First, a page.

At one time, all Chinese–peasants and emperors alike–worshiped Shang Di, but gradually religious leaders decided that only the emperor was “good enough” to worship Shang Di, and then only once a year. This created a spiritual vacuum in China and within three centuries, three new religions filled it: Confucianism, Taoism and Buddhism.

There are other evidences that God has not left Himself without a witness in China. Chinese writing uses a system based on 214 symbols called “radicals,” which combine to form 30,000 to 50,000 “characters.” Some of these radicals and characters actually contain the gospel and creation accounts.

The character for righteous, for example, contains the radical for lamb, which is on top of the radical for I, the first person pronoun: Under the lamb, I am righteous. Similarly, the Chinese character for boat contains a vessel with eight people inside it–the number that Noah’s ark carried to safety.

Some Chinese people groups even have flood stories and other creation accounts in their histories. The Jinuo people, for example, believe that the entire human race, except for the Jinuos, perished in a great flood. The Yi believe in a creator God who is both near and accessible. They also believe in heaven and hell. Saturday is a day of rest, and a flood story in their sacred writings is very similar to the biblical account of Noah.

In Yunnan Province, the Lisu people believed that someone would bring them a long-lost book written in the Lisu language, which would tell them about the true God. They believed that when they received that book, they would have a king of their own to reign over them. In the early 1900s, missionary James O. Fraser brought them the Bible, and tens of thousands of Lisu came to the Lord as a result.


Sources: Eternity in Their Hearts by Don Richardson; The Discovery of Genesis by C.H. Kang and Ethyl R. Nelson


One hundred years ago more than 32,000 Christians died in the Boxer Rebellion.

This year marks the 100th anniversary of China’s notorious Boxer Rebellion, one of the largest martyrdoms in modern missions history.

By the end of the 19th century, China had suffered foreign invasions, a humiliating defeat to Japan and two Opium Wars that left the country disgraced and helpless before the world.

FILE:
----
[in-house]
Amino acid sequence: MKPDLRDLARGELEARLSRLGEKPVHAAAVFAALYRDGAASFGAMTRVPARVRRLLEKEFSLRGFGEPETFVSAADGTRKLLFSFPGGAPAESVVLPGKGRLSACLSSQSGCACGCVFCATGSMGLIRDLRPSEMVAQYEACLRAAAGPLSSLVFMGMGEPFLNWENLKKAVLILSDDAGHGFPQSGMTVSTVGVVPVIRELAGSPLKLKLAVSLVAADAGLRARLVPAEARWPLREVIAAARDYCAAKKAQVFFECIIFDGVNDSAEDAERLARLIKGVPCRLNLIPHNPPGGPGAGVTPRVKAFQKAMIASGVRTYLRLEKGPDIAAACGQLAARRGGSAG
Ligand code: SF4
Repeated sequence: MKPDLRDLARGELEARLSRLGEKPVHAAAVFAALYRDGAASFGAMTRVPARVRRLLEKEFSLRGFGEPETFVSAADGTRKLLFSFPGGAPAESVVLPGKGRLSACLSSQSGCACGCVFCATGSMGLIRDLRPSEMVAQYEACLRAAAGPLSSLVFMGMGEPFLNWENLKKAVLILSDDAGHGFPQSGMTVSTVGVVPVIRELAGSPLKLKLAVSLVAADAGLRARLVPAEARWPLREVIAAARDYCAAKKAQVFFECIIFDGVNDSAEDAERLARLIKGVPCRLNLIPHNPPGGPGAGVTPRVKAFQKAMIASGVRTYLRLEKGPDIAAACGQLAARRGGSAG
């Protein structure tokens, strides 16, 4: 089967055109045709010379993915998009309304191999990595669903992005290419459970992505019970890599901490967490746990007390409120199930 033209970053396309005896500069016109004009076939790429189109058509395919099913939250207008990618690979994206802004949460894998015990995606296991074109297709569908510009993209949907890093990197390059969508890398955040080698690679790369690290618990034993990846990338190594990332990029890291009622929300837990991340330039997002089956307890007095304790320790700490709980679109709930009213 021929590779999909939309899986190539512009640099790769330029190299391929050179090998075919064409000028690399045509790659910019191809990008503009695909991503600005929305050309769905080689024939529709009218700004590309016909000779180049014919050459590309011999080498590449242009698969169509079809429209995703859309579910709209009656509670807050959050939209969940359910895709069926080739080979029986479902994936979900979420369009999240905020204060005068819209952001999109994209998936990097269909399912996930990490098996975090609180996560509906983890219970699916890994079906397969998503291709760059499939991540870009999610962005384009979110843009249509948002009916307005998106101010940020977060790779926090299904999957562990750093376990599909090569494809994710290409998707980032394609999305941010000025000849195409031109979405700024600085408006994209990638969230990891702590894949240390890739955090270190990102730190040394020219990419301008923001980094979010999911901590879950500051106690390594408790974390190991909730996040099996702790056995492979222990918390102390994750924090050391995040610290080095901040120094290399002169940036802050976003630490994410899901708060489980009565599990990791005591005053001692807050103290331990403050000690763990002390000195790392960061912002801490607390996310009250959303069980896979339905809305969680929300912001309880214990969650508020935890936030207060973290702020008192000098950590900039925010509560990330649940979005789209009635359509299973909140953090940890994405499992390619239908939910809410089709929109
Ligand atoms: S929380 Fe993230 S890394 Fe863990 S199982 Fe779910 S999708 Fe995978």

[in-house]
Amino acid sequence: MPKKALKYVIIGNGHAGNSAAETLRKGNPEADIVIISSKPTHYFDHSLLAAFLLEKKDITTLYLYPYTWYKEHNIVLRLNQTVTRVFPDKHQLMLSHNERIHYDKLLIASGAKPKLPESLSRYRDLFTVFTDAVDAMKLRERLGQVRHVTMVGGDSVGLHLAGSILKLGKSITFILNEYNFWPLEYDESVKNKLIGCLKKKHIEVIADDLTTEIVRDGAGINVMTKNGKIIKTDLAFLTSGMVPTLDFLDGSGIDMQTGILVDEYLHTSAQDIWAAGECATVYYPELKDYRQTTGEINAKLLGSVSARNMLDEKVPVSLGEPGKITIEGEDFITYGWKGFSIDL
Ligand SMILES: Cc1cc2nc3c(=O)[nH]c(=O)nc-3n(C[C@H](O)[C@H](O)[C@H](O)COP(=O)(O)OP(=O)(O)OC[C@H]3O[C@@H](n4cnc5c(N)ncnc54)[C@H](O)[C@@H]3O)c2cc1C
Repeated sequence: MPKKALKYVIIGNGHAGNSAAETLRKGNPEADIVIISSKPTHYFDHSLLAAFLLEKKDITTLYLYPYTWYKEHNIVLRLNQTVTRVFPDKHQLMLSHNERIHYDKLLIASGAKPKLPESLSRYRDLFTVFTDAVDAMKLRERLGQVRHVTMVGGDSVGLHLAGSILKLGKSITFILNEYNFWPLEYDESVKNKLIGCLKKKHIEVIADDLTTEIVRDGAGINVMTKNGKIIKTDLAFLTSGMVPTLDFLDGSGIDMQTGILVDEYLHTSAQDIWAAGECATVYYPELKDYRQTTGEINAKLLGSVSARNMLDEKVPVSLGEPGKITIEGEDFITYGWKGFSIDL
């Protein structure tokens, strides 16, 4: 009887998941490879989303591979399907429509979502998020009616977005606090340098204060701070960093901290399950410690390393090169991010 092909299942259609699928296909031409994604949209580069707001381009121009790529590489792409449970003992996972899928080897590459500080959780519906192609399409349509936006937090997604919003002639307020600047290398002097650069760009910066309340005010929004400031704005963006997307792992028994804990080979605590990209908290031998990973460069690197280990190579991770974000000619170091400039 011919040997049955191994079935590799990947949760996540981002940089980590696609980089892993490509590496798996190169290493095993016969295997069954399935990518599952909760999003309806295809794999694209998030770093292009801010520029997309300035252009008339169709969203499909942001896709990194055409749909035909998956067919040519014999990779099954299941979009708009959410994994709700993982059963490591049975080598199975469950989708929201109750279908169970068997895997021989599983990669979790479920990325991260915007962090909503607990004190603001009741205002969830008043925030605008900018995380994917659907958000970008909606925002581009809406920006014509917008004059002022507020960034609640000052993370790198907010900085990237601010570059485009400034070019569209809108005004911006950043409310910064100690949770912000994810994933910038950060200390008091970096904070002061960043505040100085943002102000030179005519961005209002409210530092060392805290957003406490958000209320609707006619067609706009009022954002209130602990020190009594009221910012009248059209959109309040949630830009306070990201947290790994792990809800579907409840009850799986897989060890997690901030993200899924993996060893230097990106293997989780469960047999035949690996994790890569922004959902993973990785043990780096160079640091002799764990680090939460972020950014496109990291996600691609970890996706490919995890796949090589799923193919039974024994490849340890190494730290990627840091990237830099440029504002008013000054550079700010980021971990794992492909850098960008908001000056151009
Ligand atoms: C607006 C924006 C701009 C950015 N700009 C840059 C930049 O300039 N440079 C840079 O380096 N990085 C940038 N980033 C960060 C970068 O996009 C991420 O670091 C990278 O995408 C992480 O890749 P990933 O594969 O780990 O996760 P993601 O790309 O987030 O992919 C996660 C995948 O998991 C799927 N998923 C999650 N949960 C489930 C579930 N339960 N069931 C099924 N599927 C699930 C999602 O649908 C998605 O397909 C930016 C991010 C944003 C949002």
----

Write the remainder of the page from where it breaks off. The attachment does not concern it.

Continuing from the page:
There was a national move to rid China of both foreigners and the Manchu dynasty. The Empress Dowager, Tz’u-hsi, took the pressure off her empire by turning the tide of discontent toward Western foreigners–particularly missionaries and their Chinese followers. She argued that the spirits were angry because of the “foreign” religion, and because Chinese Christians did not pay temple taxes or participate in ancestor worship.

Inflamed by this rallying cry–and often influenced by drugs–peasants

were convinced that traditional martial arts–known as Chinese boxing–could defend them against Western bullets.

In June 1900, the Boxers, who were mostly young peasant boys, surrounded the foreign areas of Beijing and Tianjin. The Empress Dowager issued a decree ordering the death of all foreigners in China, and the killing began.

The number of those martyred is staggering: more than 230 Western missionaries and 32,000 Chinese Christians.

The uprising ended when a foreign army from eight countries defeated Chinese forces in Tianjin and Beijing. The Boxer Museum in Tianjin treats the Boxers as heroes and makes no mention of the Christians who were killed.


Although many Chinese are atheists, most follow ancient superstitions that involve magic and the worship of spirits.

Atheism is the official religion of China, but the communist government has not been able to wipe out the many ancient religions that are practiced by millions of Chinese. Buddhism, Confucianism and Taoism are widespread, and occult activity is woven into these false religions. Among the unusual beliefs in China:

Ancestor worship. Many Chinese believe the spirits of deceased ancestors are alive and need to be fed and cared for, and that these spirits become dissatisfied when they are not properly appeased.

Animism. Many believe that nonhuman objects, such as trees, animals and mountains, have spirits.

Bon. This 2,200-year-old Tibetan religion mixes the occult, black magic and reincarnation. It involves belief in gods, demons and ancestral spirits.

Folk religion. This is a blend of superstition and elements from traditional religions such as Buddhism, Confucianism, Taoism and some Islam. It involves magic, amulets and charms to ward off evil spirits.

Astrology. The Chinese zodiac includes 12 animals. Each year is named after one of the animals–this year is called the “year of the dragon”–and the personality and character of the animal are believed to influence that year and everyone born in it.

These and many other occult beliefs continue to enslave more than 1 billion Chinese, particularly in rural areas that have not been reached by the gospel. Tibetans, for example, live in fear of their gods and constantly strive to appease them with religious chants, rituals and sacrifices. They carry dharmas, or prayer wheels, which they twirl incessantly to keep evil spirits away.

Chinese Mongolians depend on shamans, or medicine men, to cure the sick by magic, communicate with the gods and control events. Heaps of stones, called obos, are thought to be inhabited by local spirits and are used as sites for performing rituals. When a new baby is born to a Miao family, guests and family members will often proclaim how ugly the baby is so that demons won’t consider the child worthy enough to harm.

The Chinese Tajik and Uygurs wear amulets to repel evil spirits, while the Cun people believe that ghosts are spirits of people who are angry at the circumstances of their death. Each family group in the Daur people has its own shaman to cure sickness, birth babies and settle family problems.